Next, when the sensor 60 and the input 62 from the fuel cell stack 12 indicate a boil-off condition, or any condition wherein there is excess evaporated hydrogen which cannot be used immediately in the fuel cell stack 12, the controller 18 will divert some of the evaporated hydrogen from the outer tank 42 to the inner tank 48 for storage (as shown in FIG. 2B). Specifically, the controller 18 will open the second valve 38 and close the third valve 58 while the first valve 36 remains open to enable a portion of the evaporated hydrogen to enter the inner tank 48 for absorption by the high surface material 54. Thus, the excess hydrogen is stored for later use and continuously cooled via the evaporated hydrogen which flows around the inner tank 48 through the outer tank 42 prior to entering the fuel cell stack 12.
If the high surface material 54 becomes saturated, a second sensor 64 in communication with the controller 18 will signal the controller 18 to close the second valve 38, which causes the hydrogen flow to be diverted into the branches 30 and/or 34. If the operating conditions of the hydrogen supply unit 14 return to standard operation, the hydrogen is stored in the high surface material 54. In order to de-fuel the purge container 24 and remove the absorbed hydrogen, the controller 18 closes both the first and second valves 36, 38 while opening the third valve 58 and the bypass valve 40 (as shown in FIG. 2C). Thus, the evaporated hydrogen cannot enter the purge container 24, but rather it flows into a chamber (not shown) to be reacted with air to create water which may then be released into the atmosphere. The diversion of the evaporated hydrogen from the purge container 24 will generally result in an increase in temperature in the purge container 24 (due to unavoidable heat input), which will in turn cause the high surface material 54 to release or desorb the hydrogen. The desorbed hydrogen can then exit the purge container 24 through the third valve 58 where it can be used in the fuel cell stack 12. If the increase in temperature which results from the diversion of the evaporated hydrogen from the purge container 24 is not sufficient to empty the purge container 24, the temperature in the purge container 24 may also be increased through the use of a separate source 66, such as, for example, an active electric heater or heated fluid from the drivetrain of the vehicle may be routed and/or valved (not specifically shown) as such to provide heat to the area surrounding the purge container 24 when de-fueling is required. Hydrogen may also be released from the high-surface material by a pressure relief in the purge container 24, such as a pump (not shown). The above mentioned methods of hydrogen release may also be combined, if desired.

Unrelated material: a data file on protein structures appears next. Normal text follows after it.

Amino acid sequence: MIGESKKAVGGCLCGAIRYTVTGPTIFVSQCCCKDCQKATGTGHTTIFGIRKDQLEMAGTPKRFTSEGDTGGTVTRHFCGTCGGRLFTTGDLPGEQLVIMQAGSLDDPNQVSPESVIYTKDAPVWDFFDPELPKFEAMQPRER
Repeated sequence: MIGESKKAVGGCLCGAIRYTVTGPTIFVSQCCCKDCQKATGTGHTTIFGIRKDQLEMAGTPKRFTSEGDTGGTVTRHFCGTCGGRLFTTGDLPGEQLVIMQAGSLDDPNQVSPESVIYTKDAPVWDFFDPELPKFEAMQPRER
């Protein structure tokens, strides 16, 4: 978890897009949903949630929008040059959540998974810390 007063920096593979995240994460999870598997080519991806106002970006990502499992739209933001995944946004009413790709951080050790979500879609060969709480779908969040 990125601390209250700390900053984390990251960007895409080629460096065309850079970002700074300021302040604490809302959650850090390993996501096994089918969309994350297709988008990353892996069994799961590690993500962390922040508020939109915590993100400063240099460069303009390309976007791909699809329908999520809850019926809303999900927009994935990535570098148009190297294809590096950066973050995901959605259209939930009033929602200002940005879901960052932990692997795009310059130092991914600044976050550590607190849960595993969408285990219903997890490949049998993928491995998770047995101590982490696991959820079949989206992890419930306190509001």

The present invention greatly improves the efficiency of the hydrogen supply system by capturing evaporated hydrogen for later use in the fuel cell stack 12. This recapture of the evaporated hydrogen reduces expenses for the operator of the vehicle by increasing fuel economy. In addition, the use of the evaporated hydrogen to cool the inner tank 48 reduces the cost and complexity of the hydrogen supply unit 14 by reducing the amount of insulation required to maintain the proper temperature.
The description of the invention is merely exemplary in nature and, thus, variations that do not depart from the gist of the invention are intended to be within the scope of the invention. Such variations are not to be regarded as a departure from the spirit and scope of the invention.